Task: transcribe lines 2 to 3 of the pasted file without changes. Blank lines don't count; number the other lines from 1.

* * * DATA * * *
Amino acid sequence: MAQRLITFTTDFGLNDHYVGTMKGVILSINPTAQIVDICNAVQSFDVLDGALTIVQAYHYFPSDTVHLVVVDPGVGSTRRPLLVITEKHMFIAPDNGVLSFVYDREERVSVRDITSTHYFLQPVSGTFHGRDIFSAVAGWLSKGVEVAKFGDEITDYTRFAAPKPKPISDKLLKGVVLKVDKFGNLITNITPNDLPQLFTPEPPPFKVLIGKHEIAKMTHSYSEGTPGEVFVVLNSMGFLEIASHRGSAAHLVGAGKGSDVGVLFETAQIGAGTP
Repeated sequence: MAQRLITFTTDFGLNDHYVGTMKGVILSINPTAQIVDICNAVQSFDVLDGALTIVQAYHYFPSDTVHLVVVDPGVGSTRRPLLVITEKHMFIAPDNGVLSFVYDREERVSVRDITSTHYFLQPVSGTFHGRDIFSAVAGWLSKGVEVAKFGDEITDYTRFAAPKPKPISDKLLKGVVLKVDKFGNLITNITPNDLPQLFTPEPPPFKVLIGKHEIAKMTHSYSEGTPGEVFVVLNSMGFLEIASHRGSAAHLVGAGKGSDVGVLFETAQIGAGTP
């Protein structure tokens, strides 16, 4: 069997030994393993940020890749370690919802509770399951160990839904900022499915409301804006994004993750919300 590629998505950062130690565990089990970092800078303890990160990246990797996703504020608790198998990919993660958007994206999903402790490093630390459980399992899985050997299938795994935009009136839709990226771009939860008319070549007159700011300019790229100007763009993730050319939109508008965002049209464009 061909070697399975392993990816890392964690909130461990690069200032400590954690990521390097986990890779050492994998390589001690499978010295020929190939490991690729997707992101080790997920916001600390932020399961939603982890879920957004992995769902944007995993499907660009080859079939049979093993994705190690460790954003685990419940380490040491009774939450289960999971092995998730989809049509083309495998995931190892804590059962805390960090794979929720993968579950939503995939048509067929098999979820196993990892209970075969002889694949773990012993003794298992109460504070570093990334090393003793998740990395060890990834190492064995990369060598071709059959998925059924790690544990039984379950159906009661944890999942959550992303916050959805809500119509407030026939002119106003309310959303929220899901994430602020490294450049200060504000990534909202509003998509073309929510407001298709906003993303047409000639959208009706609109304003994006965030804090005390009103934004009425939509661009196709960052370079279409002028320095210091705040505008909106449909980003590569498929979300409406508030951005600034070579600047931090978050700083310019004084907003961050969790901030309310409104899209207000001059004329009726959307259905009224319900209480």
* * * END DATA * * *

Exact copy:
Repeated sequence: MAQRLITFTTDFGLNDHYVGTMKGVILSINPTAQIVDICNAVQSFDVLDGALTIVQAYHYFPSDTVHLVVVDPGVGSTRRPLLVITEKHMFIAPDNGVLSFVYDREERVSVRDITSTHYFLQPVSGTFHGRDIFSAVAGWLSKGVEVAKFGDEITDYTRFAAPKPKPISDKLLKGVVLKVDKFGNLITNITPNDLPQLFTPEPPPFKVLIGKHEIAKMTHSYSEGTPGEVFVVLNSMGFLEIASHRGSAAHLVGAGKGSDVGVLFETAQIGAGTP
């Protein structure tokens, strides 16, 4: 069997030994393993940020890749370690919802509770399951160990839904900022499915409301804006994004993750919300 590629998505950062130690565990089990970092800078303890990160990246990797996703504020608790198998990919993660958007994206999903402790490093630390459980399992899985050997299938795994935009009136839709990226771009939860008319070549007159700011300019790229100007763009993730050319939109508008965002049209464009 061909070697399975392993990816890392964690909130461990690069200032400590954690990521390097986990890779050492994998390589001690499978010295020929190939490991690729997707992101080790997920916001600390932020399961939603982890879920957004992995769902944007995993499907660009080859079939049979093993994705190690460790954003685990419940380490040491009774939450289960999971092995998730989809049509083309495998995931190892804590059962805390960090794979929720993968579950939503995939048509067929098999979820196993990892209970075969002889694949773990012993003794298992109460504070570093990334090393003793998740990395060890990834190492064995990369060598071709059959998925059924790690544990039984379950159906009661944890999942959550992303916050959805809500119509407030026939002119106003309310959303929220899901994430602020490294450049200060504000990534909202509003998509073309929510407001298709906003993303047409000639959208009706609109304003994006965030804090005390009103934004009425939509661009196709960052370079279409002028320095210091705040505008909106449909980003590569498929979300409406508030951005600034070579600047931090978050700083310019004084907003961050969790901030309310409104899209207000001059004329009726959307259905009224319900209480």